I hope everyone had a great weekend. Congratulations to our U14 club team for finishing off the fall tournament season strong. Today I will discuss why the whistle blows so much in field hockey.
As a new parent or player to the sport of field hockey you may wonder why the whistle blows so much. Just like any sport, field hockey has a lot of rules. Many of these rules can be confuse both the athlete and spectator, especially when new to the sport.
Youth Field Hockey
When first learning field hockey it is easy to commit a lot of fouls. The main fouls that are committed at a young age are advancing (feet), obstruction, and high stick. During youth games, referees try their best to not call all fouls (at times verbally instruct) to create some flow of the game. If a foul causes an advantage to the other team the foul must be called. At this age the referees try their best to call a fair game that allows both teams to play and develop a love for the game.
High School Field Hockey
Referees in high school tend to call more fouls than at any other age. Not only are girls starting to understand the rules, the referees have a higher expectation at this level. Spectators tend to get frustrated when the whistle often blows, even though the girls know what fouls are being called, but do not have all of the skills to avoid the infraction.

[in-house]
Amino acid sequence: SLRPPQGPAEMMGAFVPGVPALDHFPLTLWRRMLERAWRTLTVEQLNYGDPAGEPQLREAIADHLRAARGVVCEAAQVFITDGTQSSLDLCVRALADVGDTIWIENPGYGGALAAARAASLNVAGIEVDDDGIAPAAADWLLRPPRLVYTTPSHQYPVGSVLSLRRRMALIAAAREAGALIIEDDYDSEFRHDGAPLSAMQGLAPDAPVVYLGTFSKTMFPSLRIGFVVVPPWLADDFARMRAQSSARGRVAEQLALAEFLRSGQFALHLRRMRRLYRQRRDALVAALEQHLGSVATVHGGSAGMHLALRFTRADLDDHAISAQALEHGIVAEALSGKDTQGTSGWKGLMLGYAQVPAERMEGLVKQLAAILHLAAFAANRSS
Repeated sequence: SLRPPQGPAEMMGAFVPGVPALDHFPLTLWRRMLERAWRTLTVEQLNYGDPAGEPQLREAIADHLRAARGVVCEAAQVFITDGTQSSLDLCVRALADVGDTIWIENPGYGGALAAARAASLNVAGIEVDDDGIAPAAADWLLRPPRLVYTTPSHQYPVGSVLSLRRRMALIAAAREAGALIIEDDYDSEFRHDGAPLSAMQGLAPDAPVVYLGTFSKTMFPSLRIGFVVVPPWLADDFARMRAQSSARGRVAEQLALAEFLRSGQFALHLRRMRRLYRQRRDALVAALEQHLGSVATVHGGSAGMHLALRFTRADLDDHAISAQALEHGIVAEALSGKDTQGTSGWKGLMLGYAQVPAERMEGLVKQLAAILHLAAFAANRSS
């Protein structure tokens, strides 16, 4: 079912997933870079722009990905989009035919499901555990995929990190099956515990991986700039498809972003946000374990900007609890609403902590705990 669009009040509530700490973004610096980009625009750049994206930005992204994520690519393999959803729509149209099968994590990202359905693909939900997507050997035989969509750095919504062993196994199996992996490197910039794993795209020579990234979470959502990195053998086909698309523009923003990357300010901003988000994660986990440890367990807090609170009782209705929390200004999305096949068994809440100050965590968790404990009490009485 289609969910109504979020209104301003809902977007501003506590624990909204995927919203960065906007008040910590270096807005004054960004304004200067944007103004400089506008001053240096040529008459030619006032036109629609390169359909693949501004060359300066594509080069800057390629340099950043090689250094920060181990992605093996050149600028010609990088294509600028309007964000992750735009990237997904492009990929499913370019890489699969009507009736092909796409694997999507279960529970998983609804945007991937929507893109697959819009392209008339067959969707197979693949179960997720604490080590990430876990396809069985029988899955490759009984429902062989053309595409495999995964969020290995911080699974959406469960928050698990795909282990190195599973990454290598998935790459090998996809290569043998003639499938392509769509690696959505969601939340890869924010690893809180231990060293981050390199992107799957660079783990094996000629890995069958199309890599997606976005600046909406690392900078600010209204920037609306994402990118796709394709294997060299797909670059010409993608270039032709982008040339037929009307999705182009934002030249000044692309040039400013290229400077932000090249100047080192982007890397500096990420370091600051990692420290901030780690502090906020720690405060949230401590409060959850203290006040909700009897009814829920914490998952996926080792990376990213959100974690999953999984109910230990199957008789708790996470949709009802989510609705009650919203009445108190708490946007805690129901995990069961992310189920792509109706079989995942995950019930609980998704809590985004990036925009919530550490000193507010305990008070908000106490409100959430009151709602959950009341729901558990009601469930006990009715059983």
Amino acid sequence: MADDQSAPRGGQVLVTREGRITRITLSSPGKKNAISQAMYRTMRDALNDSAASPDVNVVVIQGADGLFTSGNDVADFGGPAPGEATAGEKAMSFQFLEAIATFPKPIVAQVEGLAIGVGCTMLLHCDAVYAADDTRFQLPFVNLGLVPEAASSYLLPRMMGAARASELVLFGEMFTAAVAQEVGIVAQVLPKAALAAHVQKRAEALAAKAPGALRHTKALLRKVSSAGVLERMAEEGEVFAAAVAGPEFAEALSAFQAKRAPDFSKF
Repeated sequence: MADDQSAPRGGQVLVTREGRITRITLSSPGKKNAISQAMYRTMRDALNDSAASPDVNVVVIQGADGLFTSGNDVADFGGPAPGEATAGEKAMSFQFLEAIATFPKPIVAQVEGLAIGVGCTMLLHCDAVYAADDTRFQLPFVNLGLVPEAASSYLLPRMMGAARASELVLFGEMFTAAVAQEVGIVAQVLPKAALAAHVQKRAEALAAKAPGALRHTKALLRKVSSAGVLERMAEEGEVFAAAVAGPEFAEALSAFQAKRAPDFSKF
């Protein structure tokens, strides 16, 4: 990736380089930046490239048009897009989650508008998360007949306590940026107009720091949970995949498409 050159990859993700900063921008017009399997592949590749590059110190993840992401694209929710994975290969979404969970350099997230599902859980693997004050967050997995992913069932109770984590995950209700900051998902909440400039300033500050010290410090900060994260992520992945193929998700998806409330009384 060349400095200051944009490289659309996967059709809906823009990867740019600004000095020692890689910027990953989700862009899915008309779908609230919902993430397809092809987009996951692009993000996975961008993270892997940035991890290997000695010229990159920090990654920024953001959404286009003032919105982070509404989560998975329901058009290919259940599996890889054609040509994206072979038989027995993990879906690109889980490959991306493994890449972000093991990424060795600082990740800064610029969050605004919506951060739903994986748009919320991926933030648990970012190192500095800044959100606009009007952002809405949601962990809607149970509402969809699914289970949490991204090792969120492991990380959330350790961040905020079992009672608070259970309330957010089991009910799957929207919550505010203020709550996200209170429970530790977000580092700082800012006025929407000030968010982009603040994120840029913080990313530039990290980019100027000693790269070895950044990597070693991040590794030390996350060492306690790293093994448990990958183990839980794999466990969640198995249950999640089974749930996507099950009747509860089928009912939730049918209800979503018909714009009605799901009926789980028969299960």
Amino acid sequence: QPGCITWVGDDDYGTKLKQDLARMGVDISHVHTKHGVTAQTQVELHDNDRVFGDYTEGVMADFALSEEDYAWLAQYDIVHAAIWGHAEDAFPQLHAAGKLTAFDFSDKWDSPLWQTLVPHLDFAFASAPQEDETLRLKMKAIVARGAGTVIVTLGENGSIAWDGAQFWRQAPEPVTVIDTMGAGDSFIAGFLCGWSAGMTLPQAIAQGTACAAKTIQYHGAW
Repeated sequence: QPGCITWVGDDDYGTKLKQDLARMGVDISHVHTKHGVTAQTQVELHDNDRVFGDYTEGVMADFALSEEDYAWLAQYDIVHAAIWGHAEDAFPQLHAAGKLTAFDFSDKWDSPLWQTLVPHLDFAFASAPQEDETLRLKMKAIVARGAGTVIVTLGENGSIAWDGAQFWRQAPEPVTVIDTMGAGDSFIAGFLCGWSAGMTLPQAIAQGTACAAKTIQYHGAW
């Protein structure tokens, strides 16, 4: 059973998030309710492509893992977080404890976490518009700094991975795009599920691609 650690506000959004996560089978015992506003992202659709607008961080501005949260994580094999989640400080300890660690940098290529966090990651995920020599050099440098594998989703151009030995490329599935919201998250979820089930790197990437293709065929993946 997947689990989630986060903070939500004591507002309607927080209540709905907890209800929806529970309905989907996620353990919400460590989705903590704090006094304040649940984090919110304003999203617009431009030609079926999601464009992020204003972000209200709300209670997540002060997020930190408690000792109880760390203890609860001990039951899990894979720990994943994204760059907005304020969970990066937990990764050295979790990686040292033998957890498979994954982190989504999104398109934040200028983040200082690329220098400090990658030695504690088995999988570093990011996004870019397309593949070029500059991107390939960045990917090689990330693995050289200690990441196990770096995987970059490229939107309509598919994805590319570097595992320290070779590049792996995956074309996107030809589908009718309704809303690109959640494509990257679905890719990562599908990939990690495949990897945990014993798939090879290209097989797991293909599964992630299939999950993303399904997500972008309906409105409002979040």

College Field Hockey
In college, the referees are extremely tough on players, however the whistle doesn’t blow as much. Players at this level understand the rules and typical cause fewer fouls than the high school players. Here are a couple examples of common fouls at this level, a team wants to slow play down, and allow their teammates to catch up/regroup. Or on the field the offensive team forces the defensive team to make a foul by purposely hitting the ball into their feet.
The next time you are watching a field hockey game remember the athletes are trying their best to not commit a foul and the referees are trying their best to call a fair game that allows the athletes to play.